The time has come for me to rebuild my lab after a good few months so I’ve been trashing and rebuilding all over the place. While building something, I blog about any issues hit but sometimes, there isn’t enough time and you miss a post or two. This blog post is to correct one of such misses. As I had a chance, I recreated some of the issues I remembered for SSO (Single Sign On) the first time round and took screenshots for this post. So, here are the most common issues/pitfalls for SSO, that I have seen/heard or read about.
1. Error: “Database Connection has failed. You can refer…”
The full error message is:
Database connection has failed. You can refer to the vm-sso-javaLib.log in the system temporary folder for more information.
This happens when you are on the “Database Information” screen and have entered all the information e.g. shown in the screenshots and clicked “Next”.
If only we had paid attention to the previous screen and not clicked “Next” too quickly. The previous screen clearly states that we need to create a database with a few compulsory tables before proceeding. A screenshot for reference:
Here is a reminder of what needs to happen:
- Logon to the server where the database is due to reside. You must be a SQL Admin to perform these steps. Fire up “SQL Management Studio” and login as a SQL Admin.
- Mount the vCenter ISO/DVD on to that server and go to the location mentioned in screenshot above. Just make sure that you locate the correct DB type e.g. mssql, oracle etc. It’s “mssql” in my case. Run the script “rsaIMSLiteMSSQLSetupTablespaces.sql”.
- Edit the script in three places to point the three files to the correct location i.e. as per your SQL installation. In my case, it was the default path as shown in screenshot:
- Execute the script. If run like this, it should create a database called “RSA” on the SQL server. Refresh to confirm its creation.
- Go to the same folder on the source that contains the SQL scripts and this time, double-click “rsaIMSLiteMSSQLSetupUsers.sql”. Edit in two places to replace < CHANGE DBA PASSWORD> and <CHANGE USER PASSWORD> to passwords of your choosing. Keep the single quotes.
- Execute the script to create the required users and set appropriate permissions on the RSA database. Again, refreshing the console should display these users under “Security –> Logins”.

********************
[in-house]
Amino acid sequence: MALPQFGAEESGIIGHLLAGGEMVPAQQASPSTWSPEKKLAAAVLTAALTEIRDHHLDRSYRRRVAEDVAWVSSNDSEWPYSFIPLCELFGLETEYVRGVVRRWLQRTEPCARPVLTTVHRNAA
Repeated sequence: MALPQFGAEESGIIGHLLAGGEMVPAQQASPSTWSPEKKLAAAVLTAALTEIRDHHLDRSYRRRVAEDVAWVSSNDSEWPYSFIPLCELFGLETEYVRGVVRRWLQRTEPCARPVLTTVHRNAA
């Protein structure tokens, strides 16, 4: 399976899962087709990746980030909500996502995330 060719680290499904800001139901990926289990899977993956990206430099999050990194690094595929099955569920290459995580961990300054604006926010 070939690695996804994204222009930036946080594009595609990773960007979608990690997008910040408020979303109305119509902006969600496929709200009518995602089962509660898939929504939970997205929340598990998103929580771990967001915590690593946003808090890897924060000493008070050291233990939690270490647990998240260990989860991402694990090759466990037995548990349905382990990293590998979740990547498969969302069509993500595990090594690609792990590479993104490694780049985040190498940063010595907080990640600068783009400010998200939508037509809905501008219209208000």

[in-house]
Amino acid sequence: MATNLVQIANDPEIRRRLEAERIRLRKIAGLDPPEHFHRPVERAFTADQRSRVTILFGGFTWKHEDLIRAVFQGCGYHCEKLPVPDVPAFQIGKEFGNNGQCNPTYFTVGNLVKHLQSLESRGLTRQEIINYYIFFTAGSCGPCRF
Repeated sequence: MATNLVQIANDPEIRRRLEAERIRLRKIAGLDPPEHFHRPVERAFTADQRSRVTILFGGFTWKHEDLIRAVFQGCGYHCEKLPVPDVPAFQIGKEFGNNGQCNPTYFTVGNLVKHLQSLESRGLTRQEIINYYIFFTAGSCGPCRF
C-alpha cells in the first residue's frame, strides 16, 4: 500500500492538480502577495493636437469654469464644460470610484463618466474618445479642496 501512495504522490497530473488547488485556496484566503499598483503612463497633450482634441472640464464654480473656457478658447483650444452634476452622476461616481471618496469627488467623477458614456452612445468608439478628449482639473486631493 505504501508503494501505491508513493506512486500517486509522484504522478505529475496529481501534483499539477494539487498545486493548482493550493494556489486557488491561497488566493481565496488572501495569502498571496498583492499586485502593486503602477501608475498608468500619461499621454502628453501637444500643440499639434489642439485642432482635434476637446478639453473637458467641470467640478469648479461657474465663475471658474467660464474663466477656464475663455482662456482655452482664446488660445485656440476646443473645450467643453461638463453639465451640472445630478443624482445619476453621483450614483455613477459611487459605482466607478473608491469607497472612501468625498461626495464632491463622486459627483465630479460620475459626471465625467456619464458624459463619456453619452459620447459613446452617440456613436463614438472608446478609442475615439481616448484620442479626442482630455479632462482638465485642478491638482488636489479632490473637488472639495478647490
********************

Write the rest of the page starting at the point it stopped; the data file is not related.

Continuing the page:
I should mention at this point that neither the database needs to be named RSA nor the other script needs to have users RSA_DBA and RSA_USER. In fact, if you can create the right tables and users, you can do the whole process manually and with your own names etc. I am just taking the path of least resistance. Why do the work if there are ready-made scripts available!
Once done like this, the installation should carry on nicely, unless you hit this next one….
2. Error: “The specified user does not have sufficient privileges…..”
Full version is this:
The specified user does not have sufficient privileges. Refer to Installation and Setup guide for more details on the privilege requirements.
If you hit this, it’s more of a negligence than a problem. If the scripts mentioned in the previous section have been run correctly, then you shouldn’t see that. The most common cause for this is when the RSA_USER and RSA_DBA have been switched when entering the information. While embarrassing (and yes it has happened to me!), it’s an easy mistake to make as normally administrative accounts are created and entered first as a general convention. Also, the second script creates the DBA account first so you’re in that mindset. So, when it’s late night and you’re running on auto-pilot, this is an easy mistake to make!
3. Error 29148. STS Configuration Error:
Occurs right at the end of the installation when you’re almost there. This happens normally to people who want to run services under designated accounts (like me). By default, the following screen comes with “Use network service account” ticked but I like to change such settings to specific accounts.
For reasons still unknown to me (to be honest, I haven’t tried hard to work it out!), it doesn’t like to be told to run under specific accounts and comes up with that error. If left alone with the default, it runs fine and the installation completes without errors. In my case, it’s not actually a problem if it runs under default conditions so I left it at that.
Well, there you have it! These are the three most common issues I have seen or heard about during the installation of SSO. Hope this post will help you save time in case you hit any of these and will also serve as a reminder note to me in case I am running an installation late in the night.
Hope it helps!